They then grouped the portraits by decade and superimposed the images to produce an “average” face for each period. This process revealed other “average” features for each period such as hairstyle, clothing, style of glasses, and even average facial expressions. The image above shows these averages for each decade for men and women.

The results make for interesting reading. A particularly striking feature is the evolution of smiling in yearbook photographs. Ginosar and co say that in the years after the invention of photography, most people adopted the same pose they would have used for a painted portrait—a neutral expression that would be easy to hold for a long period.

“Etiquette and beauty standards dictated that the mouth be kept small—resulting in an instruction to “say prunes” (rather than cheese) when a photograph was being taken,” say Ginosar and co.

But that changed during the 20th century, when photography became more popular. In particular, the photography company Kodak used advertising to popularize the idea of smiling in photos so that the images recorded happy memories.

Whatever the reason, smiling has become much more prominent. “These days we take for granted that we should smile when our picture is being taken,” say Ginosar and pals.

And the data backs that up. The team developed an algorithm for determining the degree of lip curvature in the photographs and this showed a clear trend in increasing smile intensity over time.

The data also reveals another trend. “Women significantly and consistently smile more than men,” they say. This is not a new discovery—indeed it has been discussed for decades.

Click here to read the full article. 
Makes U Think

What to Do with All the Business Cards from Your Last Conference

November 17, 2015
Business travel should be about relationship building, but so often the stress of dealing with logistics and the anxiety of meeting a whole whack of new people keep it from being an effective way to connect, especially at conferences. Using social tools can focus your on-the-road time on the people you really want to get to know.

This is my seven-step strategy for using social media to turn conference introductions into ongoing connections:

Step 1: Before the conference, install a business-card-processing app on your smartphone. If you’re an Evernote user, your best bet is to use Evernote on your phone; when you use Evernote to snap a “camera” note, you’ll have the option to select “business card,” which means Evernote can create a contact note from the card and offer you the option of connecting via LinkedIn. Other options include WorldCard (iOS, Android, and Windows Mobile) or FullContact Card Reader (iOS and Android). What you want is an app that can scan business cards with a camera, convert the card to contact information, and offer you social network connection options.

Step 2: If you meet someone and hit it off, connect right away. If you’ve made a new pal and your pal is on Twitter, send your pal a tweet from your smartphone right then and there, before you lose one another’s business cards or Twitter handles. I like to take a snapshot of me and my new pal and tweet it to him or her along with the hashtag #nicetomeetyou. That way I can see all my new pals in one place. This is a great way to keep track of and in touch with new contacts without feeling as if you need to add them all to LinkedIn.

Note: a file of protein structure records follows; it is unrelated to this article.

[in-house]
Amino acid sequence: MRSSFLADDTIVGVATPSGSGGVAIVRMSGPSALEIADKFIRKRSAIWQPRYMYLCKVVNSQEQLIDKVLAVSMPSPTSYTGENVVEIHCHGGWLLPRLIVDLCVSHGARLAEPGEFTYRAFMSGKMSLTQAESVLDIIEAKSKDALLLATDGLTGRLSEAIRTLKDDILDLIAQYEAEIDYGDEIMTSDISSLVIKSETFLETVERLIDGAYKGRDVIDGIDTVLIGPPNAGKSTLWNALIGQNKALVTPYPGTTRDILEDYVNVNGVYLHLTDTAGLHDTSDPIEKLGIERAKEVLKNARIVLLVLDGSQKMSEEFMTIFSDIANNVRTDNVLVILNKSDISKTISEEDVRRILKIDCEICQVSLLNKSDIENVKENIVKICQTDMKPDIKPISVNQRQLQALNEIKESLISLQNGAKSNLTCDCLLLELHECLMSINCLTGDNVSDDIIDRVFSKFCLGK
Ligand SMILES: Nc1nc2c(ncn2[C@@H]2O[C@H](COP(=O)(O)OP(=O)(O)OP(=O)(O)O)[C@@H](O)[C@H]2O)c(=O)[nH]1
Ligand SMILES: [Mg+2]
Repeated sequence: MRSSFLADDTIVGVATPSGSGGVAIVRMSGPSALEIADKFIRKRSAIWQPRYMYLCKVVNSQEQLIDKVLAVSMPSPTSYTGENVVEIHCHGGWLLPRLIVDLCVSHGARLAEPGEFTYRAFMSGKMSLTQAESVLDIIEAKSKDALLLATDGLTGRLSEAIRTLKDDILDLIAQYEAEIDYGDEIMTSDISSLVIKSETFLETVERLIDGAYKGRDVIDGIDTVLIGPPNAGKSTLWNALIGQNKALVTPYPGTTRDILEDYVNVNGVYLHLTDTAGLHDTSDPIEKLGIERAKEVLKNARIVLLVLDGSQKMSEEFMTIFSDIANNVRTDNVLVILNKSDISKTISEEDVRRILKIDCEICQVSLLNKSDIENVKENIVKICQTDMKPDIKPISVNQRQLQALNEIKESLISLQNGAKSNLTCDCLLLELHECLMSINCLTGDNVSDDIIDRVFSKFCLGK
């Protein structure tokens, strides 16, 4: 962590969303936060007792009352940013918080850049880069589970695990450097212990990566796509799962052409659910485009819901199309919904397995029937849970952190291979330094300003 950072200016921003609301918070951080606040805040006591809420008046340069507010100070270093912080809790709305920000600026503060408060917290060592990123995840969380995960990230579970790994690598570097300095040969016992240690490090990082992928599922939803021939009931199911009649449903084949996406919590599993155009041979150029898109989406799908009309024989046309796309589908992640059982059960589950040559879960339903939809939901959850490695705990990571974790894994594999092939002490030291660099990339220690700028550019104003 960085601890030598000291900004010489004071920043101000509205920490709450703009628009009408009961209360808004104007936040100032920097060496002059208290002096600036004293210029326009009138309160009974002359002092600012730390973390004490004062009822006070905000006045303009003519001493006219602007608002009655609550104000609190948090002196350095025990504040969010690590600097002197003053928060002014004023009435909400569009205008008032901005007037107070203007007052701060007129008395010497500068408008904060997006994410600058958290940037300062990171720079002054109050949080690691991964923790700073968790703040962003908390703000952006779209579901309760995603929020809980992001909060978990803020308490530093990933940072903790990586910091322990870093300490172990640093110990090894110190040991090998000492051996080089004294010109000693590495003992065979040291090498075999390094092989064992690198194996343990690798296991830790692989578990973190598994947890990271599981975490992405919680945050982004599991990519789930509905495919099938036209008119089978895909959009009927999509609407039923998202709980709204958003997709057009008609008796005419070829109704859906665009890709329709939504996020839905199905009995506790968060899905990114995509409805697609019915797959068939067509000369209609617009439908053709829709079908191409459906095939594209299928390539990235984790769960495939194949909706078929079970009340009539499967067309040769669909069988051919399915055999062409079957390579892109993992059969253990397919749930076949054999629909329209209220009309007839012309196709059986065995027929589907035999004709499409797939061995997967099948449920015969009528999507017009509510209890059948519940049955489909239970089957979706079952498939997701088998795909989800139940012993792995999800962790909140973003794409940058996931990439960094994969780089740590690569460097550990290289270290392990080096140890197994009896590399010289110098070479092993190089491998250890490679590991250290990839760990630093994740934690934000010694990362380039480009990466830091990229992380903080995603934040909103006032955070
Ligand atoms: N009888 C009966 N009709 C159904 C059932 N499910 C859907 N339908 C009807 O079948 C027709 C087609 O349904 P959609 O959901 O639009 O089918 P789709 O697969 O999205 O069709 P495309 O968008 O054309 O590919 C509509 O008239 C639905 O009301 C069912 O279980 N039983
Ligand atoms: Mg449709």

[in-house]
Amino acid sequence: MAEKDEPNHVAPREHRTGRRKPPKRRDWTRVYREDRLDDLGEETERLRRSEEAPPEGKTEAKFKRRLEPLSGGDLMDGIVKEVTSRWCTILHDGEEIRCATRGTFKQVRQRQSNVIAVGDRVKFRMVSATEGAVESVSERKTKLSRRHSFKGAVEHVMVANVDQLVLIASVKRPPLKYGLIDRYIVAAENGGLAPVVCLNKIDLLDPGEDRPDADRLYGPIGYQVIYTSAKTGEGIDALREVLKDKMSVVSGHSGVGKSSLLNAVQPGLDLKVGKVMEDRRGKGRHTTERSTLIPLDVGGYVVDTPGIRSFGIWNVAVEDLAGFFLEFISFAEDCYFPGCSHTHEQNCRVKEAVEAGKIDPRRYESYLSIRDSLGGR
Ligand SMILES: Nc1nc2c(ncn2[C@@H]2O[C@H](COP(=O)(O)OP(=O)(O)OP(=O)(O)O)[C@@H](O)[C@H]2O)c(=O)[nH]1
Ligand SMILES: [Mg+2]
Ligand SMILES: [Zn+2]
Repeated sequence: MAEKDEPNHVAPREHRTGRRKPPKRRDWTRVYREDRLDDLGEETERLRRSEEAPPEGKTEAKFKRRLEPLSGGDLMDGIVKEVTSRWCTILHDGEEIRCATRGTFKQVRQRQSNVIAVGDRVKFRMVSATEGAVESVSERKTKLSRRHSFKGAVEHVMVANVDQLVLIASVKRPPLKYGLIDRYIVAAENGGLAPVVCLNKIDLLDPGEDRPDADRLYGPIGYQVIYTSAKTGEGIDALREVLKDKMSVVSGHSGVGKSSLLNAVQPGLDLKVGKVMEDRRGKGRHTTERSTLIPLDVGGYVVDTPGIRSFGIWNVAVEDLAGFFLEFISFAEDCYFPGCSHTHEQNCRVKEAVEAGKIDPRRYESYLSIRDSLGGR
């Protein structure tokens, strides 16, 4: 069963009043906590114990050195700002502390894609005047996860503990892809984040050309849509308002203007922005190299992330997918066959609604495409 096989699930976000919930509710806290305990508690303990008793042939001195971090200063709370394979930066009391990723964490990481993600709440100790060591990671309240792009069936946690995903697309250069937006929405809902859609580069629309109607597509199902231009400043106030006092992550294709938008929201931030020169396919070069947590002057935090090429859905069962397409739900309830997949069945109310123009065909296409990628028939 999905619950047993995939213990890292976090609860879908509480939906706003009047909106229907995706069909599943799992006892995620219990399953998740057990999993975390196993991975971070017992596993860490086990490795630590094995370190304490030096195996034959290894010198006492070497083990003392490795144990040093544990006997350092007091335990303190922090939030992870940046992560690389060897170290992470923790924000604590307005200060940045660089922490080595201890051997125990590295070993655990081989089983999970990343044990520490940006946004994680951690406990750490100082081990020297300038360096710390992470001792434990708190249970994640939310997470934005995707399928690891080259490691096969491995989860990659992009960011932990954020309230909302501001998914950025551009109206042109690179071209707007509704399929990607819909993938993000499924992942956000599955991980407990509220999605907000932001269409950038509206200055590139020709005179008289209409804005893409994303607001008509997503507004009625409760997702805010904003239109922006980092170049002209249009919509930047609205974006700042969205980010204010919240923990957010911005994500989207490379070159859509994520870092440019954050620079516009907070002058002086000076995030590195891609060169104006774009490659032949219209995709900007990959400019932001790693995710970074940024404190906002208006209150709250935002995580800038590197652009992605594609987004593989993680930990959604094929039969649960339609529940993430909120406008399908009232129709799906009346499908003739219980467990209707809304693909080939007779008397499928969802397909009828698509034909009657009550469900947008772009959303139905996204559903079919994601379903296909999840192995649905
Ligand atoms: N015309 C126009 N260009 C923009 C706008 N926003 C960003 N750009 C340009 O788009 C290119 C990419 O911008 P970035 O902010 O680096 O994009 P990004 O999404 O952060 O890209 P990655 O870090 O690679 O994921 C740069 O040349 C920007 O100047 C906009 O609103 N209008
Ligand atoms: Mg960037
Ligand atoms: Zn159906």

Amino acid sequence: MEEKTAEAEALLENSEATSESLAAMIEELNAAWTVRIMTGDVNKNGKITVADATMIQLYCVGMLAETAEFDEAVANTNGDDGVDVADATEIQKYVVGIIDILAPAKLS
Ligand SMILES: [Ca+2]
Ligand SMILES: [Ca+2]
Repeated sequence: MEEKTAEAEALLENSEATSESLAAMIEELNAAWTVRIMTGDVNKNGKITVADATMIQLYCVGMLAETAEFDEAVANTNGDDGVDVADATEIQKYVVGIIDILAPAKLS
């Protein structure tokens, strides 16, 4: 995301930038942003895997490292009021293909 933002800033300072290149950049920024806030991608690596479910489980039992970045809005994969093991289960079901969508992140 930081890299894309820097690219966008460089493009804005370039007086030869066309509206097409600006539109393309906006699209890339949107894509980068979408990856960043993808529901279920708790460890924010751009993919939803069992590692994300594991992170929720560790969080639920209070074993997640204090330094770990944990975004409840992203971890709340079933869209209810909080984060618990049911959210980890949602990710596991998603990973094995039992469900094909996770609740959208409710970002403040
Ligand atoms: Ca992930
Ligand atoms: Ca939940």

Step 3: At the end of each day (or failing that, the end of the conference), take the stack of business cards you’ve accumulated and lay them out on a table. Take a photograph of the entire collection. Then pull out all the cards for people with whom you hope to have further contact. Make this your “keeper” pile. Throw out the rest of the cards. If you’re an Evernote user, add the snapshot of that business card pile to Evernote with the title “met at Conference X.” Now if you’re ever wondering where you met someone, an Evernote search will bring up a snapshot of his or her business card in context. (Depending on how many cards you collect, you may need to take several photos so the resolution is good enough to make the card text readable.)

Step 4: Use your smartphone’s business card scanning app to capture all the cards in your keeper pile. Open the app and view the contact card for each person in your keeper pile.

Step 5: Use your business card app’s social networking function to send each person a LinkedIn connection invitation. If anyone is also a Twitter user, click the Twitter handle on that person’s profile so that you can view and follow him on Twitter. If you want to establish a LinkedIn connection with someone senior or well known, consider writing a personal connection request reminding him or her that you enjoyed meeting at Conference X and would like to stay in touch. You can’t do that from within Evernote’s card scanner, so you’ll need to log into LinkedIn to send that personal request.

Step 6: If there are people in your keeper pile that you’d like to follow up with within the next month or so, send a personal note to their email address saying how much you enjoyed meeting with them and (if appropriate) suggesting when or how you’ll follow up. You may even want to suggest setting up a next meeting or call. These messages are a good use of your time on the flight home: just queue them up and hit send when you land.

Click here to read the full article.
Makes U Think

A Better Way to Calculate the ROI of Your Marketing Investment

November 13, 2015
Traditionally, marketers calculate the ROI of a marketing investment by measuring how much sales increased in its aftermath. This is a blunt metric: maybe the consumer had a different interaction with the brand that influenced them. Or maybe they had an intrinsic preference for the brand and would have made a purchase anyway.

Today the situation has changed. Marketers have access to data that allows them to track individuals’ various interactions with a brand before their purchase, and better understand what role each interaction — and individual preferences — played in the eventual sale.